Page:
A brief meditation in the wake of Charlottesville, and the running from, onto that rests within my veins
What I’m about to say comes from a place of genuine honesty:
I don’t know what its like to exist within a movement without having done the work of situating myself within its history and the history of an identity as it moves across time and space.
Any identity I have come into and taken up as my own, I’ve had to do that critical inquiry work of understanding where I am in order to understand where I want to go. For my own sanity as well as curiosity. I’ve known since childhood that the blueprints to black liberation rests in history books, in letters, memoirs, fiction, poetry, art, dance, music, and the memories of people in my family. That they are to be embodied, learned from, improved upon, expanded, and even exploded when necessary.
My time clock for white supremacist violence, terrorism, etc begins 500 years ago when enslavement attempted to obliterate my ancestors ways of knowing and naming. While some things have fallen away and probably can’t easily be recovered, resistance remains incredibly fertile.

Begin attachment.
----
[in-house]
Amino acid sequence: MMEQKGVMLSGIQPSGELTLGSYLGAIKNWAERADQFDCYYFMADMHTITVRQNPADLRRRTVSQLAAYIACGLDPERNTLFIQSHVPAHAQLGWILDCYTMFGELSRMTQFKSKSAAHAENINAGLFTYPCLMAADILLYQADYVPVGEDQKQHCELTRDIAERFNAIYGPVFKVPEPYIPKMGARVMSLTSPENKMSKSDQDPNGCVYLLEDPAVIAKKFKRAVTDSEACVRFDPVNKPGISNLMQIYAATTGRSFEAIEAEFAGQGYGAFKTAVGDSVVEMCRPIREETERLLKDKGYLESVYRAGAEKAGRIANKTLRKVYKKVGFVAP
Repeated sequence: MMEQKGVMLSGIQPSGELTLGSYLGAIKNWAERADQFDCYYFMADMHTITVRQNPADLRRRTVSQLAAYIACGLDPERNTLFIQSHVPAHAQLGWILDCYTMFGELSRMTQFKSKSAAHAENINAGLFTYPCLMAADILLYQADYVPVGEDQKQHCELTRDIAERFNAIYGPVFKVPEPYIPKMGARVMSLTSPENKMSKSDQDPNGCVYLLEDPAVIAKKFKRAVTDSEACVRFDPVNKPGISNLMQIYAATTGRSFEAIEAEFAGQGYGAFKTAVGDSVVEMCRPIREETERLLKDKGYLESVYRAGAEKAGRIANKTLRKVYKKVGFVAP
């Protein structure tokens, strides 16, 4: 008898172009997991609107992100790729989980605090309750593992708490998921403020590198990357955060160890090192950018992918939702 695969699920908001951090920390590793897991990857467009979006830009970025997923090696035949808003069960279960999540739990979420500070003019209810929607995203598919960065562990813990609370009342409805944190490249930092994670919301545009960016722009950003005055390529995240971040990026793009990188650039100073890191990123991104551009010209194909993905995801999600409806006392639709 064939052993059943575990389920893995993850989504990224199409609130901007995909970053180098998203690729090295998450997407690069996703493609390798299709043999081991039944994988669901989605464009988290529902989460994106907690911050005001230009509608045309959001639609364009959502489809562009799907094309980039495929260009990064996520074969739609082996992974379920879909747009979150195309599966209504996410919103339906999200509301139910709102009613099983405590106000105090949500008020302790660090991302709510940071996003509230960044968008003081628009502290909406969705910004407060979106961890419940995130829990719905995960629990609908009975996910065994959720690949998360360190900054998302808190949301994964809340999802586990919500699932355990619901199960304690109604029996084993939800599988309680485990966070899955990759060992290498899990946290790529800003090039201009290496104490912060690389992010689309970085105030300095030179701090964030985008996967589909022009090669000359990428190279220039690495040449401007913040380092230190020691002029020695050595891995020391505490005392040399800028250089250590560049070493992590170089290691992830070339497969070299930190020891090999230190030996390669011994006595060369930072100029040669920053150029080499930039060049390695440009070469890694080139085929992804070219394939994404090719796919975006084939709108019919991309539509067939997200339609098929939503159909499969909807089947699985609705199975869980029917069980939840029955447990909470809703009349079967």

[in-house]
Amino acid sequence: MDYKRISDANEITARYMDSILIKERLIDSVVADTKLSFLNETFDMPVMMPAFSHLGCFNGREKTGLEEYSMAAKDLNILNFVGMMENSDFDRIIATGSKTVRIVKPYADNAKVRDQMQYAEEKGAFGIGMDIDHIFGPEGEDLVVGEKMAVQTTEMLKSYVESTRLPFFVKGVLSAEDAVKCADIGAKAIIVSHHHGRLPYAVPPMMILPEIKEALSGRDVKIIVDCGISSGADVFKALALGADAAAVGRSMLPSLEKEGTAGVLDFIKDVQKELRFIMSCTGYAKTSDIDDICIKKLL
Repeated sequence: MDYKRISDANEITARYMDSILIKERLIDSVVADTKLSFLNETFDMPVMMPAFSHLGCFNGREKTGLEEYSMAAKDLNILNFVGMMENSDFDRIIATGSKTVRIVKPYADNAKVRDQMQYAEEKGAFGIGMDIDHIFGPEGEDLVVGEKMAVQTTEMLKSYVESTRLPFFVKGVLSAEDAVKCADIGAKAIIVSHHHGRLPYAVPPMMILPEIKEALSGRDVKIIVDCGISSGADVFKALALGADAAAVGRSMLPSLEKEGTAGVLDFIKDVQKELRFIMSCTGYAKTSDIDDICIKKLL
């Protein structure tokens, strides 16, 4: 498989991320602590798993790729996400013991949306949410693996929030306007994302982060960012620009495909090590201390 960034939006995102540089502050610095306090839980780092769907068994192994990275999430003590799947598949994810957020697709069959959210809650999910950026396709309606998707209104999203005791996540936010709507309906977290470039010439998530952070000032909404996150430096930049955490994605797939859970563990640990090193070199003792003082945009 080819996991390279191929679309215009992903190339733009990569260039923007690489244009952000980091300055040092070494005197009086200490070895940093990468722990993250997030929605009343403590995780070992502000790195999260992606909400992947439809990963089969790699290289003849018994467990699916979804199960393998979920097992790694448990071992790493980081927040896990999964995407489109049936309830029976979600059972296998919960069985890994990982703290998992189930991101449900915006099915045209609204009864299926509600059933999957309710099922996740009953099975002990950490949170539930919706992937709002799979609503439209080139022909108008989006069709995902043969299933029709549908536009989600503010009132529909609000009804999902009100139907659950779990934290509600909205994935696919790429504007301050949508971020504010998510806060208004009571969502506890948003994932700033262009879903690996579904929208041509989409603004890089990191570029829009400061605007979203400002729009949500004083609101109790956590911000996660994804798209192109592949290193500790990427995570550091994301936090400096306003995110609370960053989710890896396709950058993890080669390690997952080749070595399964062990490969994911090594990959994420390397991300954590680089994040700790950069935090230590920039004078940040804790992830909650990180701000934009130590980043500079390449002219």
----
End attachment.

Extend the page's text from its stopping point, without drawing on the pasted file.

But it takes being grounded in my spirit, my ancestors, who I am temporally in order to understand how rich and moist the soil actually is.
So when I see people trying to figure out how we reframe master narratives on white supremacist violence; how we use language, how we construct stories about ourselves, how we engage the work of mythmaking and world building-all without going back in time?
I can’t help but think that maybe the reason you don’t know where you’re going or you don’t see an end in sight is because you don’t know where it actually begins.
More to the point, I don’t know how you build a bridge of solidarity when you know nothing of the landmass and its people you’re trying to connect with. How can you fight white supremacy when longstanding black and indigenous traditions of resistance to it are completely lost on you?
I have it on authority, on high, that black resistance to white supremacy, its violence and terrorism, on this patch of dirt begins 500 years ago. The only way I can know that is to revisit history at the same time I live in the present so that I can move forward. Some folks call this Sankofa. I’d hazard a guess to say there are many names for this form of cosmological praxis that runs so deep within many of us.
I don’t know what its like to want to rush forward without moving backwards first. And given the propensity for erasing, omitting, and ignoring the work that has been done when we don’t take the time to do that study, in the name of the moment that is, I really don’t want to know what its like.